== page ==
Global dairy markets continue to weaken. What effect this will have on farm gate milk prices for 2023 remains to be seen, but what is certain is that current market returns are a lot less than the current milk price.

Of course there is a lag phase with forward contracts and forward selling, but a milk price drop is highly likely. My fear is that it could catch some farmers by surprise.

Costs are way out of sync compared to where they should be. For example, dairy ration was costing around €330/t this time last year and now its north of €450/t in most places – a 36% increase. There is a big difference in feed costs between some merchants.

Farmers will need to focus on buying cheaper and using less to keep costs down. Another area that needs to be looked at is the land rental market.

There is a lot of talk about dairy farmers paying huge money for land. In some cases this is undoubtedly true, but in other cases stories get legs. It would be folly to pay over the odds for a long term lease - who knows what the dairy market will return over the next decade?

I heard of one case last week where a dairy farmer leased land for huge money - over €500/acre, thinking he needed the extra land for nitrates, but when he sat down with his adviser it turned out his organic stocking rate was already under 220kg N/ha so he didn’t need any extra land to comply with new nitrates rules.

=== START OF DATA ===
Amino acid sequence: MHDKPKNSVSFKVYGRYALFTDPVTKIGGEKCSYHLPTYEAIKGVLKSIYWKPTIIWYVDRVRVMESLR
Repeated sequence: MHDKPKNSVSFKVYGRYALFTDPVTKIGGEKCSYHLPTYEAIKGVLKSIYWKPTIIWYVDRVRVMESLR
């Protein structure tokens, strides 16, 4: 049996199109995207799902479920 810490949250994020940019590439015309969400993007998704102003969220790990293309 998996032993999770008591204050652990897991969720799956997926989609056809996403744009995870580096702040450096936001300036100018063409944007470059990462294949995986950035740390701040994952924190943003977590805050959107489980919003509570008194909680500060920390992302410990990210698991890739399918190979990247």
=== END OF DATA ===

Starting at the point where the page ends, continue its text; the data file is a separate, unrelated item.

There is no bravado in paying too much for something that you don’t even own.


There can often be problems at the start of calving such as stillbirths, milk fever, e-coli, etc. As heifers tend to make up a high proportion of the first 20% of cows to calve, some of these problems are to be expected and milkings can be challenging. If going through problems, talk to your vet to come up with solutions.

These things usually pass but in the case of milk fever, action needs to be taken to prevent other cows from getting it. Doing once a day milking for the first few weeks is a good labour saving tool and allows heifers to settle in.

It also frees up time for other jobs around the yard. Feeding silage for two or three days at a time will mean there is one less task to be done on the days it’s not fed.

Finally, make sure liners have been changed in the parlour, check that the bulk tank is working correctly and that automatic calf feeders are working correctly. Pipes and wires can sometimes get damaged after being idle since last spring.

Soil samples

Reminder that all farmers stocked above 130kg N/ha or organic nitrogen must carry out soil sampling in order to have an allowance for chemical phosphorus or to import slurry.

It’s based on the previous year’s stocking rate, which is available on the Agfood website.

There is a four to five week delay in getting soil sample results back, meaning those that need samples for their derogation need to act soon. There continues to be uncertainty surrounding banding, with some indications that 2023 could yet be used to calculate yield.